Muscular politicking on steroids is the Obama way, whether the administration is bullying Chrysler bond-holders, wresting control of the Census from the Commerce Department, or empowering, at last count, as many as 31 "czars" to oversee various aspects of federal policy, from Gitmo closure "czar" Daniel Fried to executive pay "czar" Kenneth Feinberg, many without Senate confirmation. In explaining the full White House press on government-controlled health care, top Obama strategist David Axelrod could have been describing the Obama White House m.o. in general: "Ultimately, this is not about a process, it's about results." Which is just another way of saying the ends justify the means.
But what are those ends? My guess is that socializing the engines of wealth and creation in this county is itself a means to an end -- the consolidation of a new power structure derived from a government-dependent population and animated by the kind of identity politics exemplified by Sonya "wise Latina" Sotomayor, whose self-contradictory Senate testimony this week, by the way, perfectly tracks Axelrod's playbook. In the meantime, however, as the administration expands its control over the private sector, as it formulates foreign policy in harmony with that of Castro's Cuba, Chavez's Venezuela, and Ortega's Nicaragua, it's no stretch to say that Barack Obama is reshaping the USA in a distinctly socialist mold, something closer to a dictatorial workers' paradise than to cowboy-friendly Reagan Country.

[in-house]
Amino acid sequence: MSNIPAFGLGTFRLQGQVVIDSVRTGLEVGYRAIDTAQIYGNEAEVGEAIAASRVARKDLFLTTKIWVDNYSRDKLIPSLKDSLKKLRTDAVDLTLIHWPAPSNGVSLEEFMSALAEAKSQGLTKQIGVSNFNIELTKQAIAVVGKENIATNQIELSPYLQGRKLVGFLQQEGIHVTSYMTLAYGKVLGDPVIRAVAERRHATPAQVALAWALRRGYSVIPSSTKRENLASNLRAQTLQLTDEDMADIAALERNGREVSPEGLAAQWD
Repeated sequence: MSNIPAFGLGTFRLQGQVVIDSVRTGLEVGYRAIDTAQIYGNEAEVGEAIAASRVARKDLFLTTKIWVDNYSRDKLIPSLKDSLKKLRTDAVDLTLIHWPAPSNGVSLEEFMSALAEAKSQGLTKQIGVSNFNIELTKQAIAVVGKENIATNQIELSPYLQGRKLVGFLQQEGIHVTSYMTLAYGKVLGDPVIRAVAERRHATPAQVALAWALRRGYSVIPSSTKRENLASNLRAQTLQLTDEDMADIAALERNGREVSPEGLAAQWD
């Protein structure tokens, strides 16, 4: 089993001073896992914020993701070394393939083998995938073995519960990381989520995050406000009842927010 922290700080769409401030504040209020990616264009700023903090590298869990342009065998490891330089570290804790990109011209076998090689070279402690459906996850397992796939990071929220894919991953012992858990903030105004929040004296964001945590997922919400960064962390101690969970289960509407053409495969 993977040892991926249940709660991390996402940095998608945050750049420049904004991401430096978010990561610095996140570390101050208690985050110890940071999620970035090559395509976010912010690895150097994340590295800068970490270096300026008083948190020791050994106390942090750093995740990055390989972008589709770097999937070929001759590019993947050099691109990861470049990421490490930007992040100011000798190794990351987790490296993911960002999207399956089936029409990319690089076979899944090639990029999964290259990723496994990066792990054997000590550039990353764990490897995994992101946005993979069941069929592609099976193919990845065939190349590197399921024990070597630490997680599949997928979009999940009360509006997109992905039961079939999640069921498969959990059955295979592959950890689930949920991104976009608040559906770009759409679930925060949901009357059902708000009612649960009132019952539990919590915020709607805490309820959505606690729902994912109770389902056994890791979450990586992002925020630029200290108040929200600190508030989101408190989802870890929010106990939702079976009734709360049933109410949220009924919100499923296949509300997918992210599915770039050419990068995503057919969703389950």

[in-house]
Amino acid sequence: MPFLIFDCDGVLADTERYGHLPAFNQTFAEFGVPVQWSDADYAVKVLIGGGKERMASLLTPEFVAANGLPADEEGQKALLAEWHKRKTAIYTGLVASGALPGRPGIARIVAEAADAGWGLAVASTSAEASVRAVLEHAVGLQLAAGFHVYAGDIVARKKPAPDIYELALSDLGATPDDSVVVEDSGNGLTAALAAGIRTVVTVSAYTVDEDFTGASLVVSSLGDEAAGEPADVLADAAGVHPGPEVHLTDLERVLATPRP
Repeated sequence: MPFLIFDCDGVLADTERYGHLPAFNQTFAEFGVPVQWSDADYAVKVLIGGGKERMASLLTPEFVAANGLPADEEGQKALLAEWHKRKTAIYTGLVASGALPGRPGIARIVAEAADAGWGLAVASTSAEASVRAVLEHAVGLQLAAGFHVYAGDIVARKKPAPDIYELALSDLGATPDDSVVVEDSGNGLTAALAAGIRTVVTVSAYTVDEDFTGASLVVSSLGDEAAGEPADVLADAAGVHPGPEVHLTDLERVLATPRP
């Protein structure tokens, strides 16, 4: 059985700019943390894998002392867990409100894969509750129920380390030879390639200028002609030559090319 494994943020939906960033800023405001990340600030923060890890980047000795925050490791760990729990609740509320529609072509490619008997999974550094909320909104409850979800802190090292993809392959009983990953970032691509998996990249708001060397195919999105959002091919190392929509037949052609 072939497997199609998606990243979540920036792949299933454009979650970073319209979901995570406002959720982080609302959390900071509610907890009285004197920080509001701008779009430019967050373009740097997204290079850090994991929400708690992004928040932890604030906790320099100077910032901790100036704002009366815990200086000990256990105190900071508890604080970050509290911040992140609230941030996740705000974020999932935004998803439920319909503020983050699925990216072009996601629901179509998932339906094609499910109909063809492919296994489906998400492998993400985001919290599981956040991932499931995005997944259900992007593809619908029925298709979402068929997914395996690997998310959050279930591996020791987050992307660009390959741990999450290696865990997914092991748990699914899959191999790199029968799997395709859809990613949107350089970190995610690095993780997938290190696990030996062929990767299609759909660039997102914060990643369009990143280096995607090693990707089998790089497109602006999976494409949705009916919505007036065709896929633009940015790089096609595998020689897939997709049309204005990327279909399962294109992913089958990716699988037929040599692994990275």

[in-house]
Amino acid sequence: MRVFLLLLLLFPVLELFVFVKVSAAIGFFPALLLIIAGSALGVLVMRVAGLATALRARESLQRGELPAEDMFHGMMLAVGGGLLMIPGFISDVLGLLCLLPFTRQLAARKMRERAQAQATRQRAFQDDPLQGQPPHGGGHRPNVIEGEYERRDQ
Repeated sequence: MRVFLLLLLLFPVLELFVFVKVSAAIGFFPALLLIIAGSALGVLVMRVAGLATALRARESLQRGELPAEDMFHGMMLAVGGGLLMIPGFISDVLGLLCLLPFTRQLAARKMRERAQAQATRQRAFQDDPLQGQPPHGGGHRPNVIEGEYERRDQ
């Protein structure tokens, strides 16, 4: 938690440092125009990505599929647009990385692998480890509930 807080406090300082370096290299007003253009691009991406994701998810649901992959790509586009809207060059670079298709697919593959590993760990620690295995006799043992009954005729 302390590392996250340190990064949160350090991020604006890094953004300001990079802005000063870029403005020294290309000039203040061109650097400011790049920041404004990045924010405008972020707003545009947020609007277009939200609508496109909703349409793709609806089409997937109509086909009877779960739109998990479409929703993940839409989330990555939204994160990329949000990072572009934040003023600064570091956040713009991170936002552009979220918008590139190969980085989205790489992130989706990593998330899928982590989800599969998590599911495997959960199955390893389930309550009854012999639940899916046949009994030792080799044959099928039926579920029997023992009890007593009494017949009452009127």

But there exists a potent taboo against the S-word and other terminology essential for analysis. Jeb Bush's aversion to the term is typical. "Is Obama a socialist?" Tucker Carlson recently asked him in Esquire magazine.
Bush said he didn't know, and called the president a "collectivist." Same difference? Perish the thought. "Socialism is pejorative in America," Bush explained. "So people stop listening. People are tired of it. That word won't stick. It's a turnoff. It doesn't help."
"It's a turnoff"? It had better not be a turnoff. Because if we don't talk about it, we won't think about it -- until it's too late.